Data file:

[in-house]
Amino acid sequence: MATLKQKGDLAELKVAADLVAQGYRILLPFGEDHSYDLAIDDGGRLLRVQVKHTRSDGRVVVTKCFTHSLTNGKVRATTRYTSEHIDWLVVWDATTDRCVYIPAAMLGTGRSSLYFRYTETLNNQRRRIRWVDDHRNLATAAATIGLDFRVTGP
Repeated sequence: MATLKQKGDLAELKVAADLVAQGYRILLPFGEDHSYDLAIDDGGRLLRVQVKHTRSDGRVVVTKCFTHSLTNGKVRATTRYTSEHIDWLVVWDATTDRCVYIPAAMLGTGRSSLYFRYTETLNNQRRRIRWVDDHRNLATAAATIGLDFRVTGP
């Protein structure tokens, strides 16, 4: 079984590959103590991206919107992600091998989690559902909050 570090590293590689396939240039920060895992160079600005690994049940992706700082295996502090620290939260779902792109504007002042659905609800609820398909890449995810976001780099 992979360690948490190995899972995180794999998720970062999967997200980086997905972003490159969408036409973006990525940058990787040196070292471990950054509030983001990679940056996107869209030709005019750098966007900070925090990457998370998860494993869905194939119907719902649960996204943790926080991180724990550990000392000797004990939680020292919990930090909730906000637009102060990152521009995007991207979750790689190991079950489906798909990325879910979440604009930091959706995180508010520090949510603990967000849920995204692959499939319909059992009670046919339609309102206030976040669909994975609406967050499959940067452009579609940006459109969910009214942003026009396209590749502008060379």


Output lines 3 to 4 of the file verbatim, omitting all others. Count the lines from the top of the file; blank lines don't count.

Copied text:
Repeated sequence: MATLKQKGDLAELKVAADLVAQGYRILLPFGEDHSYDLAIDDGGRLLRVQVKHTRSDGRVVVTKCFTHSLTNGKVRATTRYTSEHIDWLVVWDATTDRCVYIPAAMLGTGRSSLYFRYTETLNNQRRRIRWVDDHRNLATAAATIGLDFRVTGP
């Protein structure tokens, strides 16, 4: 079984590959103590991206919107992600091998989690559902909050 570090590293590689396939240039920060895992160079600005690994049940992706700082295996502090620290939260779902792109504007002042659905609800609820398909890449995810976001780099 992979360690948490190995899972995180794999998720970062999967997200980086997905972003490159969408036409973006990525940058990787040196070292471990950054509030983001990679940056996107869209030709005019750098966007900070925090990457998370998860494993869905194939119907719902649960996204943790926080991180724990550990000392000797004990939680020292919990930090909730906000637009102060990152521009995007991207979750790689190991079950489906798909990325879910979440604009930091959706995180508010520090949510603990967000849920995204692959499939319909059992009670046919339609309102206030976040669909994975609406967050499959940067452009579609940006459109969910009214942003026009396209590749502008060379």